Manitoba reduces ranking score
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Manitoba Reduces Ranking Score For Provincial Nominee Program (PNP)

The Manitoba province in Canada has lowered its ranking score for the Provincial Nominee Program (PNP). In the draw of July 6, Manitoba reduces the ranking score for Express Entry to its lowest point of 519. The earlier low was 545 points.

Manitoba’s Expression of Interest pool cut-off score was 26 points below the previous low of 545. The PNP is a point-based system used to assess and select skilled workers who want to immigrate to Canada.

Expression of Interest System

Manitoba’s Expression of Interest system employs a unique type of points system. With this system, candidates are given a score out of 1,000 points. Thus, there is no resemblance between this system and the Express Entry’s Comprehensive Ranking System or the CRS. CRS is a system that allocates a score out of 1,200 points to the candidates.

What is the Express Entry System?

The Express Entry system is made to manage applications for three immigration categories of the federal government. These categories include the following;

Letters of Advice to Apply (LAAs) for a provincial nomination from Manitoba were issued to 202 Express Entry candidates on July 6. This draw was the sixth since the introduction of the Express Entry-linked Skilled Workers Overseas sub-stream under the Manitoba Provincial Nominee Program.

As per the Manitoba Provincial Nominee Program (MPNP), the selected candidates possess “a valid Express Entry ID and job seeker validation code, and at least six months of recent experience in an occupation on Manitoba’s In-demand Occupations list.”

The eligible Express Entry candidates should, however, also possess the support of a relative who has been a resident of Manitoba for at least one year.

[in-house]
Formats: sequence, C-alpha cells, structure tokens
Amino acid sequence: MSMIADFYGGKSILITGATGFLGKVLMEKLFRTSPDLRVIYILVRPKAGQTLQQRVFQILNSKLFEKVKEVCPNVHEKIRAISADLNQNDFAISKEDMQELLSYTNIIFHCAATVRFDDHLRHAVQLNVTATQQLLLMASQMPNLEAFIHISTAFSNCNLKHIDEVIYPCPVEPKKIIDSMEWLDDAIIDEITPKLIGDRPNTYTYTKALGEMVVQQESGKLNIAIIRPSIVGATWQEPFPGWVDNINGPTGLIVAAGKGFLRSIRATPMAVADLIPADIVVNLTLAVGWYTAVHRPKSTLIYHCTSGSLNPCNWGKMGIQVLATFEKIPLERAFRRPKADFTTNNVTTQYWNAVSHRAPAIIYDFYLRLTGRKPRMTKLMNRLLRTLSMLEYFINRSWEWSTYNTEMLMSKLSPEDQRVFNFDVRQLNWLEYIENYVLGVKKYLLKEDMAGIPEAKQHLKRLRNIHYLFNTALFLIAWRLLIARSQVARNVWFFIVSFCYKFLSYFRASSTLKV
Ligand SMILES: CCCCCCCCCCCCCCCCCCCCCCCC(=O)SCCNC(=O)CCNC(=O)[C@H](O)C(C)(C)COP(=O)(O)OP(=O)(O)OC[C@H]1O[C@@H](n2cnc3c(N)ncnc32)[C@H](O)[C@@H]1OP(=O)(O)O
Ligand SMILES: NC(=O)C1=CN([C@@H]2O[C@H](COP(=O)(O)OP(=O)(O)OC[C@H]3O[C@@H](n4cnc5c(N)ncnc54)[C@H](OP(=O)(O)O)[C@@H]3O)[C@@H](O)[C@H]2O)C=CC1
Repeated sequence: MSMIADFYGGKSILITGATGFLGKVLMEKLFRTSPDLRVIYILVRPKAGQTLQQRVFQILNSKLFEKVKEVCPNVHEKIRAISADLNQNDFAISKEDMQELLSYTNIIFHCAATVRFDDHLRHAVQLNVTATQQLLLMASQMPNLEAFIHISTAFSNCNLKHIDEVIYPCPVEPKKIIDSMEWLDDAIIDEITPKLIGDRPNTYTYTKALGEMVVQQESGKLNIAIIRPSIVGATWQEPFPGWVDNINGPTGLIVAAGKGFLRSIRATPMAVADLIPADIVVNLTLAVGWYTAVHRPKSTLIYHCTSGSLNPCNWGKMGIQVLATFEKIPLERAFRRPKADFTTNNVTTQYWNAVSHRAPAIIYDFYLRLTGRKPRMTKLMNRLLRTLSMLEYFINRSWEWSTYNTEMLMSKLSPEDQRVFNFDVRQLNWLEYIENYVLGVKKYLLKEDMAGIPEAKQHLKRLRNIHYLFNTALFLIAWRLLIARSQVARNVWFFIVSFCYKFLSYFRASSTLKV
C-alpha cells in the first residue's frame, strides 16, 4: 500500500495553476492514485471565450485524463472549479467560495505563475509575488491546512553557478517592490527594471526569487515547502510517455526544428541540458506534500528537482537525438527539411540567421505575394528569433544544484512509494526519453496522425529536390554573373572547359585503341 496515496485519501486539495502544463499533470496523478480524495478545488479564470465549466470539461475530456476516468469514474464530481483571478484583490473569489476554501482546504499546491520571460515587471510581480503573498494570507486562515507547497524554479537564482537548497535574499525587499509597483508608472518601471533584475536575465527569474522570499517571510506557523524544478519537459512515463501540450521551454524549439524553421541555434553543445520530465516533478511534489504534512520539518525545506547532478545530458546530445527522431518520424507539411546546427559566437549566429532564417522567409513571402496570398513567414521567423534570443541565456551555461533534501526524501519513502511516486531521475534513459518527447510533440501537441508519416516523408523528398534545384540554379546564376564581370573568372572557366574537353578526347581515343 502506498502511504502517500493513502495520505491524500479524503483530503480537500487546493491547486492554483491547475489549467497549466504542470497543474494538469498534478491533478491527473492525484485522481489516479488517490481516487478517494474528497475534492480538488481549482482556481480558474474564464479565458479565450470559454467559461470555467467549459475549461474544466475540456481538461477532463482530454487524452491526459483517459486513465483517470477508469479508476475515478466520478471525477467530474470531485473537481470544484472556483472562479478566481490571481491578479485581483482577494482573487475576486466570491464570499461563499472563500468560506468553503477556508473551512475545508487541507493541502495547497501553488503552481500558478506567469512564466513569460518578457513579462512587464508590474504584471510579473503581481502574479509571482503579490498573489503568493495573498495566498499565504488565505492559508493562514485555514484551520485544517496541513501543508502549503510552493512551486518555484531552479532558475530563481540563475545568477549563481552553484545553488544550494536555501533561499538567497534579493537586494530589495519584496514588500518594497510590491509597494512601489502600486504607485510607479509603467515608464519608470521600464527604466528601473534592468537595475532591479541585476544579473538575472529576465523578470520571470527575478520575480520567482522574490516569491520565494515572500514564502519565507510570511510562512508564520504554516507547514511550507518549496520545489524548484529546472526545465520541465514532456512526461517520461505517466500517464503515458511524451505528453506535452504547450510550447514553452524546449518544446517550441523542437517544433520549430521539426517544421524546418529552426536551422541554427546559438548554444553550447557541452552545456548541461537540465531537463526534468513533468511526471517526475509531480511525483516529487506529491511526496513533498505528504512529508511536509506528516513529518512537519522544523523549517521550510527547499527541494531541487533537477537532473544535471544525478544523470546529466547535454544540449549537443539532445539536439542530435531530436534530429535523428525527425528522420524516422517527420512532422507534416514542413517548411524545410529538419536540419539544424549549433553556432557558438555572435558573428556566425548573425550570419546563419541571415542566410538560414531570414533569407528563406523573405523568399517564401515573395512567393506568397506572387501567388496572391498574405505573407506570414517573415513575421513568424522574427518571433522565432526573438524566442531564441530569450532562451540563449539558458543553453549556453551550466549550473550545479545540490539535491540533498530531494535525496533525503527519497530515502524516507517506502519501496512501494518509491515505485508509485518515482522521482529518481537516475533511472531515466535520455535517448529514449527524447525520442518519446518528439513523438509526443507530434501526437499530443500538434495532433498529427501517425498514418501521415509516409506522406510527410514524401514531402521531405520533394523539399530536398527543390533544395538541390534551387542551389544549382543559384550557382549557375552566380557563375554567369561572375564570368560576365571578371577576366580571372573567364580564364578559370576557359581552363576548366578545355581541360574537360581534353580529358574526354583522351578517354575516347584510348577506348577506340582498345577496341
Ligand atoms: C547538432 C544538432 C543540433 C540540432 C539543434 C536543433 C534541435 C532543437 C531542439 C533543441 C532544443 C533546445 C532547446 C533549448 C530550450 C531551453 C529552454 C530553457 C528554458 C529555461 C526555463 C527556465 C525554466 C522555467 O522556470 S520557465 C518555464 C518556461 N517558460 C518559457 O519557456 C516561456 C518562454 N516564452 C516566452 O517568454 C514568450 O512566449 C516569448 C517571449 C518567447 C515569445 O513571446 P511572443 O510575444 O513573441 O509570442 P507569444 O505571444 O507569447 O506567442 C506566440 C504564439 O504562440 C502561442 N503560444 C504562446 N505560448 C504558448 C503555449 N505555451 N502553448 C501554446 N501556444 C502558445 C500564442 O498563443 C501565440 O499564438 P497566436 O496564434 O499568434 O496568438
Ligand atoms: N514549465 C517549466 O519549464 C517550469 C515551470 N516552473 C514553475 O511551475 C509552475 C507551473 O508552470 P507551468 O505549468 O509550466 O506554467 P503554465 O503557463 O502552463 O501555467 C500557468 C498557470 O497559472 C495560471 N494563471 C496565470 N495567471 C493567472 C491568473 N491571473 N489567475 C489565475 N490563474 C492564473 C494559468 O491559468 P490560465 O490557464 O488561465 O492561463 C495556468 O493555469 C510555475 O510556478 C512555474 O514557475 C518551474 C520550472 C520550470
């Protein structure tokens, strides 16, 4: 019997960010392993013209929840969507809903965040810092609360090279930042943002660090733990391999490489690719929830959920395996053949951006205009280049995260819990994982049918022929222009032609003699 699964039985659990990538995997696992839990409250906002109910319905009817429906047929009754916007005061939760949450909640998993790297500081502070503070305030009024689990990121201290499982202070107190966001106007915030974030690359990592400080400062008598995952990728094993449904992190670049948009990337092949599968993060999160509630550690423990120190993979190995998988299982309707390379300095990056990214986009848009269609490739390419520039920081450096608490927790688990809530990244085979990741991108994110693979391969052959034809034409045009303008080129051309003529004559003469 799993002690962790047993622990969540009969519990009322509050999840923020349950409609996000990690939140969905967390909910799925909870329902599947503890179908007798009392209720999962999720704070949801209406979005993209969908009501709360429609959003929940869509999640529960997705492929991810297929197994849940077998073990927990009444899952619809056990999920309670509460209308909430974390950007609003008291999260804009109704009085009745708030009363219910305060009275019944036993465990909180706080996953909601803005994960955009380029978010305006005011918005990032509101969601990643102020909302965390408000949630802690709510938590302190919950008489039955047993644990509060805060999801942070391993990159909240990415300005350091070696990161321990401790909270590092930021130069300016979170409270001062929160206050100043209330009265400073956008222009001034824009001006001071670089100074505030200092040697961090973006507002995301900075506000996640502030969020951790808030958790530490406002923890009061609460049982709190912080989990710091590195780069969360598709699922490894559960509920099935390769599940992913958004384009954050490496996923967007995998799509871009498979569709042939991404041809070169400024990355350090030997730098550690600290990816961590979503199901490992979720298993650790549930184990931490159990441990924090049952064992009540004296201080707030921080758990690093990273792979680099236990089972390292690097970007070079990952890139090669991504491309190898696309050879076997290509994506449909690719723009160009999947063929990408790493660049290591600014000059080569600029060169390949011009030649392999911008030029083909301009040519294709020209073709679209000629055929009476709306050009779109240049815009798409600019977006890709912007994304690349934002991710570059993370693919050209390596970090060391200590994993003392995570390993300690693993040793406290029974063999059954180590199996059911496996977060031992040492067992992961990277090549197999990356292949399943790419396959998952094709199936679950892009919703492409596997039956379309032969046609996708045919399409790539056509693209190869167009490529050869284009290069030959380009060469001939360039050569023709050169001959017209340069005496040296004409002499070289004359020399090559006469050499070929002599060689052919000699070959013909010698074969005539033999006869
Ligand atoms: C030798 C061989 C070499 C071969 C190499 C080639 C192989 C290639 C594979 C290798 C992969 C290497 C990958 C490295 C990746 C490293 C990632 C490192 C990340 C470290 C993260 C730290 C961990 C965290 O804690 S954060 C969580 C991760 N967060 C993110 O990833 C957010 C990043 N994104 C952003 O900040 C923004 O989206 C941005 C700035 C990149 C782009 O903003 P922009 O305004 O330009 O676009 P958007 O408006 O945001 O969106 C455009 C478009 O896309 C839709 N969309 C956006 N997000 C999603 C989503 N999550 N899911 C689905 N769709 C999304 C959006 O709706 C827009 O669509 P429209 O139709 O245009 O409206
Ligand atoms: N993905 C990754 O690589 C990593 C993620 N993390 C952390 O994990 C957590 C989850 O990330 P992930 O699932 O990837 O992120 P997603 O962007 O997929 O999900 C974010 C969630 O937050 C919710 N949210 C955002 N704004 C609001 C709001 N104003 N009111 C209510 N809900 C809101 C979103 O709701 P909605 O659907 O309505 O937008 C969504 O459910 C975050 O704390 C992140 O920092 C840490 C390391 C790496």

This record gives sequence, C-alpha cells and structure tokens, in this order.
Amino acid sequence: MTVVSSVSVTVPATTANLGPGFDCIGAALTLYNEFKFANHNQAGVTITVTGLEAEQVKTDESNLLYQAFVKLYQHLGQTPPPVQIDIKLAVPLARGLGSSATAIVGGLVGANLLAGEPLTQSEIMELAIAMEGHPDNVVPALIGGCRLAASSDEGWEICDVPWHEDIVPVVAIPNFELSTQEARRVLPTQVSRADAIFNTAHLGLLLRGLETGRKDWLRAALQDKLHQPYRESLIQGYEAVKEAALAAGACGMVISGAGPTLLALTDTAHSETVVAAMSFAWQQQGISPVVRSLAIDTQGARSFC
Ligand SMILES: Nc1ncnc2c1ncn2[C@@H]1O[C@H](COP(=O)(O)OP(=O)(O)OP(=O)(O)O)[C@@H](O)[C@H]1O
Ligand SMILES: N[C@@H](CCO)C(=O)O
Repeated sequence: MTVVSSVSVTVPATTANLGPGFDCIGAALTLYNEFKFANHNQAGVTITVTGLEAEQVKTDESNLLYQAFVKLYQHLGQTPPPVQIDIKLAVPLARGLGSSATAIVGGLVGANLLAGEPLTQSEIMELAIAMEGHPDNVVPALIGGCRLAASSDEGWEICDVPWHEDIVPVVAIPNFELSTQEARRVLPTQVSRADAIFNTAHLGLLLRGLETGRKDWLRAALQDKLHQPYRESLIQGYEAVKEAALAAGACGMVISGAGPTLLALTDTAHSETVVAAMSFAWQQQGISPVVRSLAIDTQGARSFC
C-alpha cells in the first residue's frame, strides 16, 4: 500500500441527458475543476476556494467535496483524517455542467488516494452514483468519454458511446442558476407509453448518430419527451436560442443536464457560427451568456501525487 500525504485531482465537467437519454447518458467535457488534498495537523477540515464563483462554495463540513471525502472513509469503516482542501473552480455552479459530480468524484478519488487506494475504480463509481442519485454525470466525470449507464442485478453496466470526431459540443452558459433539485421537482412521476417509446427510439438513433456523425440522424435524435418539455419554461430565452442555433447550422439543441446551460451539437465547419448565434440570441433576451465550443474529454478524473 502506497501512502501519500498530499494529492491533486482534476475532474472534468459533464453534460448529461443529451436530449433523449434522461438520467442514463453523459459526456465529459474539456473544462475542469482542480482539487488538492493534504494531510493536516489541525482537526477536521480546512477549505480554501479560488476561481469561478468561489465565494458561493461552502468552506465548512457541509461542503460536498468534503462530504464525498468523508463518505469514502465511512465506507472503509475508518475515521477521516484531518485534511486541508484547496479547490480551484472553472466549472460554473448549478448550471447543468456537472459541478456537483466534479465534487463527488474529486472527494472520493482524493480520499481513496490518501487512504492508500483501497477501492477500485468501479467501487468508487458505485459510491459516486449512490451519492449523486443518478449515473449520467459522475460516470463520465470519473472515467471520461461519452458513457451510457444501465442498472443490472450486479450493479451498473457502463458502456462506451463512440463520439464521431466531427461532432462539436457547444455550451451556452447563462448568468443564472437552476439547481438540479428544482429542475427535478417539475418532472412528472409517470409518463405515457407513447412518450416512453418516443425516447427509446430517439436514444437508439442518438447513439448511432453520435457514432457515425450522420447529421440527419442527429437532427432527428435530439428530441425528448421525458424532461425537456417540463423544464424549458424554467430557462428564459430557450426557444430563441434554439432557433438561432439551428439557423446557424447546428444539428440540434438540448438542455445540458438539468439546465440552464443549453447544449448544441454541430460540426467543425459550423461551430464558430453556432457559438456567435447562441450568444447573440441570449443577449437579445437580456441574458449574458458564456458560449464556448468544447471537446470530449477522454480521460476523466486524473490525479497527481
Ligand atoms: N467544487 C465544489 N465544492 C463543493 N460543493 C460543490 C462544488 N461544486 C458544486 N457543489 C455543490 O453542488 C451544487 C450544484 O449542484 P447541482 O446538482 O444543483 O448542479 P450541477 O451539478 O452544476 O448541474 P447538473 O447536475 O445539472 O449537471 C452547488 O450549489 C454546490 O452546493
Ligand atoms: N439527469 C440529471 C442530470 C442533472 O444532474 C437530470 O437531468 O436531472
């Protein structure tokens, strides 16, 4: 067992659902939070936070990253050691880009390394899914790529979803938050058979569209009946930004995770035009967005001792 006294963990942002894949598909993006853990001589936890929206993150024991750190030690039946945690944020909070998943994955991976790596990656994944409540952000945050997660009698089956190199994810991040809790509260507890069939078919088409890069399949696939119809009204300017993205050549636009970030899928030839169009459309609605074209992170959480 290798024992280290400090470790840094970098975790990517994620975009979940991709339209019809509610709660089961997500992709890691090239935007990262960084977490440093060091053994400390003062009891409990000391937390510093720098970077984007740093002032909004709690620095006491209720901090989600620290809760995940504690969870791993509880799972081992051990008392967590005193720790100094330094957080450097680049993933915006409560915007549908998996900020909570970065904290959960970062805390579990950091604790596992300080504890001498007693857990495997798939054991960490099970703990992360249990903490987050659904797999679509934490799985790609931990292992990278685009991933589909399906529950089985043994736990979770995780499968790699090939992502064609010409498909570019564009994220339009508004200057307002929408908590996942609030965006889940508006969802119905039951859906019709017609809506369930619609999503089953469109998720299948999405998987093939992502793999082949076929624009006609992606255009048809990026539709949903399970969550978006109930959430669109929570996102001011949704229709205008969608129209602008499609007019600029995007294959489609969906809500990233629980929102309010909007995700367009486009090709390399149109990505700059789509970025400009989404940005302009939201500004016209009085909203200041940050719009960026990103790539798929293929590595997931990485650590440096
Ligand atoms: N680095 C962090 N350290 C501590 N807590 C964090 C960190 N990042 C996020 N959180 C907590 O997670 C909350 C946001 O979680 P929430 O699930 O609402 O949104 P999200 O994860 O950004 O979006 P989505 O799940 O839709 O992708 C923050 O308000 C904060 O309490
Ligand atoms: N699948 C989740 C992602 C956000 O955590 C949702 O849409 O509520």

The main benefit for Express Entry applicants is that the successful applicants receive an additional 600 CRS points.

To be considered under Manitoba’s Express Entry Sub-stream, one must register an Expression of Interest with the MPNP. Skilled workers abroad are also invited to the program.

In addition, 217 Letters of Advice to Apply to other kinds of skilled workers overseas candidates were also issued by the MPNP. The EOI score for this particular group was 572.

These particular candidates must possess the following requirements:

  • A minimum of 6 months of experience in any occupation in Manitoba
  • A close relative who has been residing in Manitoba for at least one year;
  • Past education or working experience in Manitoba;
  • Language proficiency of CLB./NCLC 5.

In addition, 32 Letters of Advice to Apply (LAAs) were also issued in Manitoba to skilled overseas candidates who enjoyed a score of 639 under MPNP’s Strategic Recruitment program.

This said Strategic Recruitment Aspects include:

Recruitment project: 

This so-called overseas immigration includes representatives of the MPNP taking interviews of skilled foreign workers and then giving them an invitation to apply after making a formal Expression of Interest (EOI) to the MPNP.

Exploratory Visits: 

Candidates who have undertaken the exploratory visits and passed an interview with the MPNP official are invited.

Manitoba PNP Expression of Interest Ranking for Skilled Workers